Double Dummy Corner

 

Competition Problem 169a

composed by Paolo Treossi  (after Wim van der Zijden)
presented for solving in
April 2019

DR7

♠ J1098

 2

 K543

♣ K765

♠ 2

 A987

 J1098

♣ J1098

♠ KQ65

 J65

 76

♣ A432

♠ A743

 KQ1043

 AQ2

♣ Q

South to make four spades.  West leads the J.

Successful solvers:  Steve Bloom, Sebastian Nowacki, Zoran Sibinović, Rajeswar Tewari, but not Wim van der Zijden, who writes: it is a special feeling to be beaten by yourself!

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Solution

North wins with the K and South drops the Q!  North leads the 2, South’s finesse of the 10 losing to West’s A.  The best defence now is to attack trumps.  East covers North’s card and South wins with the A.  The Q is taken by East, who plays the K and another spade.  West has been forced to discard a club and a diamond to leave this position:

♠ J

 none

 543

♣ K76

♠ none

 987

 109

♣ J10

♠ 6

 J6

 7

♣ 432

♠ 7

 KQ43

 A2

♣ none

The J catches West in a triple squeeze for the remaining tricks—thanks to South’s play at trick one.

If West leads another diamond instead of a spade at trick three, South wins with the A.  The order of play now is not precise but declarer will in some order knock out the A and cash the KQ, North discarding two diamonds or a club and a diamond.  Then North ruffs a heart, setting up South's 4.  The only way to prevent declarer from discarding the diamond loser on the K, drawing trumps and scoring the heart winner is for East to return a high spade when in on the A and refuse to overruff North.  In that case South discards the diamond on the K, then cross-ruffs a club and the 4.  East overruffs but North's last spade and South's 7 take the last two tricks.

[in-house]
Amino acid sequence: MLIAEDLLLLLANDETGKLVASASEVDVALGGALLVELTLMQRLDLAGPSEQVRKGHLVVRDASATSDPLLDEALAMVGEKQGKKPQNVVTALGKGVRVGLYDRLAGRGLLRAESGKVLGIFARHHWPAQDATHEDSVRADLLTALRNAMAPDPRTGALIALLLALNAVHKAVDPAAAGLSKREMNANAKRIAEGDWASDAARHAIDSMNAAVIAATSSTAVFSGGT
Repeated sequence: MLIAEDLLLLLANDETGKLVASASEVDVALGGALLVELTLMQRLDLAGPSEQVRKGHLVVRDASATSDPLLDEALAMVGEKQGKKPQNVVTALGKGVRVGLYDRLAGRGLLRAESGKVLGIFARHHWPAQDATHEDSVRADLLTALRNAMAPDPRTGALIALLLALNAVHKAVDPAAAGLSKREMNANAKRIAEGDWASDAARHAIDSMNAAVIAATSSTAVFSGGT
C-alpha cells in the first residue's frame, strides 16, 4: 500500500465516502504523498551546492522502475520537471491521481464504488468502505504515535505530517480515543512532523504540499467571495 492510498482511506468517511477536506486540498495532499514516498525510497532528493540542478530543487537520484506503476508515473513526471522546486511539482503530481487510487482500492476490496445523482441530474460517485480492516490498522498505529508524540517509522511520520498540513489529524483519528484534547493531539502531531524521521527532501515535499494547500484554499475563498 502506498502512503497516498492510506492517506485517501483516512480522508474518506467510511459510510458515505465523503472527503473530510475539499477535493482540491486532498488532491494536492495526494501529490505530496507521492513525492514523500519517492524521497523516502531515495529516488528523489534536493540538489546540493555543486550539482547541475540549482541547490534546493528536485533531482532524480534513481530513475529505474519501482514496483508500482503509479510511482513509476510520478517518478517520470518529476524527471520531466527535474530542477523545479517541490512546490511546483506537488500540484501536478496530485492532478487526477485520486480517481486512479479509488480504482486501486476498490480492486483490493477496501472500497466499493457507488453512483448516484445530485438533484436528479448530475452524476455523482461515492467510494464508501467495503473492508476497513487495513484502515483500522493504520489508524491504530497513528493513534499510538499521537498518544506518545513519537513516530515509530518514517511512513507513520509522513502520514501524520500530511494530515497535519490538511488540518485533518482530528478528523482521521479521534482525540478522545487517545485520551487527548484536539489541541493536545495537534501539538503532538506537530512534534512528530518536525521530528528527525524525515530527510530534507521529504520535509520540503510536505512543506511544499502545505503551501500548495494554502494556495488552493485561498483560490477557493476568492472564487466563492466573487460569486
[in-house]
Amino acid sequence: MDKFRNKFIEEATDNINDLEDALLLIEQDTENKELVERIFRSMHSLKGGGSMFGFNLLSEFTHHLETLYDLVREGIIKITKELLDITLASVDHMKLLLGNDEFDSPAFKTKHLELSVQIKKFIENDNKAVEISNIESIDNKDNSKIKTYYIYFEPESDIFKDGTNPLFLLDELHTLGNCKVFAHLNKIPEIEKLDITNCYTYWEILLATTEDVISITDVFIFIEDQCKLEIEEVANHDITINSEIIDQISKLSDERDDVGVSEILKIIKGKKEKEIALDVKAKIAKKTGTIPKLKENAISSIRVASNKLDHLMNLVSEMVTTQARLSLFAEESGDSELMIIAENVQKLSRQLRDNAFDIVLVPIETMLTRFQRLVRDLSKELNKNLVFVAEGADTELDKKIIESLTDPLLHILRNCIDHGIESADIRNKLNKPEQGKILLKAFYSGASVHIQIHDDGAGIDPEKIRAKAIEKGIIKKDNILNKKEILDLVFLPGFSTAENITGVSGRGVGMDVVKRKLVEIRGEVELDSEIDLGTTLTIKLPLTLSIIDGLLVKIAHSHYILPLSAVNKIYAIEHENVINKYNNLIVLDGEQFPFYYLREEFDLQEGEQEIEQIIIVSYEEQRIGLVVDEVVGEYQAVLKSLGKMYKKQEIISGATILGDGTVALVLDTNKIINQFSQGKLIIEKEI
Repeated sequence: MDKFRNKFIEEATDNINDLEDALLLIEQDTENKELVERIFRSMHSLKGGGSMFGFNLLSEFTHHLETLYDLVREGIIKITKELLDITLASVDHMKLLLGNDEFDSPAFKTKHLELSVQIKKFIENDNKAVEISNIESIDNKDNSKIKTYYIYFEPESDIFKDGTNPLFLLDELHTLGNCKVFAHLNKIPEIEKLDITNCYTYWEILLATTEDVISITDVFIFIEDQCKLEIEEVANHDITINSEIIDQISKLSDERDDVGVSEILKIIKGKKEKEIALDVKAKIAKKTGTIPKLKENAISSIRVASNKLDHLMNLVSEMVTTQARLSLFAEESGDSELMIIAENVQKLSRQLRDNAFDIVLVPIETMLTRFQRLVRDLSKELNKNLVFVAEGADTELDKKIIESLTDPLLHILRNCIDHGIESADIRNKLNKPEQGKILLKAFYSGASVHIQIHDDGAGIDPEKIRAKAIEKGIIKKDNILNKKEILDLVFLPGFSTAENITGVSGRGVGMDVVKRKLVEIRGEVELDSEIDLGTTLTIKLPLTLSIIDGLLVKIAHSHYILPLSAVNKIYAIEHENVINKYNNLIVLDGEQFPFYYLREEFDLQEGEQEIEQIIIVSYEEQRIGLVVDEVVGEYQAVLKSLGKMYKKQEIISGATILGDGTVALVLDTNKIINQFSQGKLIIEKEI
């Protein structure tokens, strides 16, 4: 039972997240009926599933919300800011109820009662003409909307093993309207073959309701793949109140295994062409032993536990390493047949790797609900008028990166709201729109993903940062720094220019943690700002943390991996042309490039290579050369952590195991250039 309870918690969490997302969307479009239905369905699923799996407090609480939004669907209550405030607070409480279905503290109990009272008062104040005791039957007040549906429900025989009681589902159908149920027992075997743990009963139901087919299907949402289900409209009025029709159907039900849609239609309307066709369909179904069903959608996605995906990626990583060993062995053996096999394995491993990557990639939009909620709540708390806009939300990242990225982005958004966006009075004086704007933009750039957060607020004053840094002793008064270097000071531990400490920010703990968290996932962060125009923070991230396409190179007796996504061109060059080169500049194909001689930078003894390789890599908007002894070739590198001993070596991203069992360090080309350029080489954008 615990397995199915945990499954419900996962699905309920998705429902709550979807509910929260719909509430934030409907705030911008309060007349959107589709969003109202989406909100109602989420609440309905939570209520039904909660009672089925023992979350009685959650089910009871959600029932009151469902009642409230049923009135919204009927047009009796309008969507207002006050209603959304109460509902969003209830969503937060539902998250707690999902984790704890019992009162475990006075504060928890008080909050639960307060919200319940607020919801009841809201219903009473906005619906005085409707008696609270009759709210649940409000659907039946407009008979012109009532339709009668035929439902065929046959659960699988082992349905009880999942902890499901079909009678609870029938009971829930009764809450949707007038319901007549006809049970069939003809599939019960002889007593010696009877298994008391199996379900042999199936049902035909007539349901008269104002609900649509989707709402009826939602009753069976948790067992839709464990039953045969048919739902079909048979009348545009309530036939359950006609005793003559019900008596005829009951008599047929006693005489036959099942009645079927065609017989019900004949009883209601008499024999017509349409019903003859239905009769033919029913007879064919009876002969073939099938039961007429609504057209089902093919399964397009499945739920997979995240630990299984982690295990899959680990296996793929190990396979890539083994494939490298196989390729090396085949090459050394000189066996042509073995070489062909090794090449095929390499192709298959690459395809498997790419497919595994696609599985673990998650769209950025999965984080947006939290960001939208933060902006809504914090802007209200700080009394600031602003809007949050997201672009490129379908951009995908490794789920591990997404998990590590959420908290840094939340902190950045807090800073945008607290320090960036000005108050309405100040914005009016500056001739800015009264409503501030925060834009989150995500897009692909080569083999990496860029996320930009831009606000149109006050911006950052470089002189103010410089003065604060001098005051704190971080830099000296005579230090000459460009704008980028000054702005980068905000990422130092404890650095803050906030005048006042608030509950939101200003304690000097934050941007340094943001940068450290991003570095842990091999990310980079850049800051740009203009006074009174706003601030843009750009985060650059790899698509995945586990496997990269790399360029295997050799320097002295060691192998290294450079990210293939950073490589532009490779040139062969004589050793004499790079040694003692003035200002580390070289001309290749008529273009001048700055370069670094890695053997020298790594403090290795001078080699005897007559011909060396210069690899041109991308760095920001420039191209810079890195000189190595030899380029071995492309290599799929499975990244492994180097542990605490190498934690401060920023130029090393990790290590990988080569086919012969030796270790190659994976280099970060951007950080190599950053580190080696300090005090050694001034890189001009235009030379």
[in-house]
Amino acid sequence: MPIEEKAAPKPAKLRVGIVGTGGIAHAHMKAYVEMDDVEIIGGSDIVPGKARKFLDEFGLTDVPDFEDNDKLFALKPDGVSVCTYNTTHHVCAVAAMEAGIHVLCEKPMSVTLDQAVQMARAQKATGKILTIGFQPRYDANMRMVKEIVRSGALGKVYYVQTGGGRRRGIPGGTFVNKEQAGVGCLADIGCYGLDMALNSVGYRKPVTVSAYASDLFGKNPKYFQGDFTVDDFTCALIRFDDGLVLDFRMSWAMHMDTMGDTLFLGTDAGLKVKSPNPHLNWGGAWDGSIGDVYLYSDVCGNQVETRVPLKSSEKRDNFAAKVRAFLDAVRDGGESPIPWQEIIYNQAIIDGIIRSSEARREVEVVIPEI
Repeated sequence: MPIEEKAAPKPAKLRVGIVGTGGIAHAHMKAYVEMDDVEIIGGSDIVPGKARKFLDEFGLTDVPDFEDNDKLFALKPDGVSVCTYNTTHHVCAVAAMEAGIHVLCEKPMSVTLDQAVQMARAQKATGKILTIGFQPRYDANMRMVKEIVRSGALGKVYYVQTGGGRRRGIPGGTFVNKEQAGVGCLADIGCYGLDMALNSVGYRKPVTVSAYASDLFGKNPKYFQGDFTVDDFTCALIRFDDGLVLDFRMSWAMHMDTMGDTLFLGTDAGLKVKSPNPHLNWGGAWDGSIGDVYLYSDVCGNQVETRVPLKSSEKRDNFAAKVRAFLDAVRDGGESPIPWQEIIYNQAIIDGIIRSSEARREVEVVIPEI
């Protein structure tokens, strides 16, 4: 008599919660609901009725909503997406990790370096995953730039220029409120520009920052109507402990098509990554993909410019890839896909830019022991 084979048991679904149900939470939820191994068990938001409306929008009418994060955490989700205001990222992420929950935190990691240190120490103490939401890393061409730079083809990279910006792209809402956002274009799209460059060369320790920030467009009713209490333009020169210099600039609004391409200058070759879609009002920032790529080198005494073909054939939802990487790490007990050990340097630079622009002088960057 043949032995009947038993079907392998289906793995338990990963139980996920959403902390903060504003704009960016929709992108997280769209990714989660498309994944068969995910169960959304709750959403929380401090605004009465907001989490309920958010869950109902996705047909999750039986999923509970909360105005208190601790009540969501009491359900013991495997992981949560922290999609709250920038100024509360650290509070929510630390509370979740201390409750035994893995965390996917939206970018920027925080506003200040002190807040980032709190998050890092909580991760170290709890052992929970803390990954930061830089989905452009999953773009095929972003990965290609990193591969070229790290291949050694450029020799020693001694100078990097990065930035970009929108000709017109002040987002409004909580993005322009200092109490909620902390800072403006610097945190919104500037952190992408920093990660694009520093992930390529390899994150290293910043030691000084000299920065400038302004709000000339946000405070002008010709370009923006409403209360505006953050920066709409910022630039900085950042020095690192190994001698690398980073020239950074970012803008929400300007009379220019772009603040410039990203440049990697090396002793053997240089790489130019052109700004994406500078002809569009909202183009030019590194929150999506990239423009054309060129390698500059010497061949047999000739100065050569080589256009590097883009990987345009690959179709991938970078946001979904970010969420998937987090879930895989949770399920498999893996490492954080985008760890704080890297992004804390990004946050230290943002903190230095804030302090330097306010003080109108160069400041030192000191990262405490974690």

The original problem by Wim van der Zijden appeared in Bridge International in 1983 but was unfortunately cooked.  South’s spades were A765, giving declarer the easier alternative of winning the first trick in hand and playing to set up the hearts without the need of a finesse.  The tiny modification by Paolo Treossi avoids that dual by making South’s fourth trump a loser if North takes a heart ruff.

See the solution to Competition Problem #4 for the recommended tabular format if you prefer not to write in English prose.

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© Hugh Darwen, 2019
Date last modified: 05 August, 2019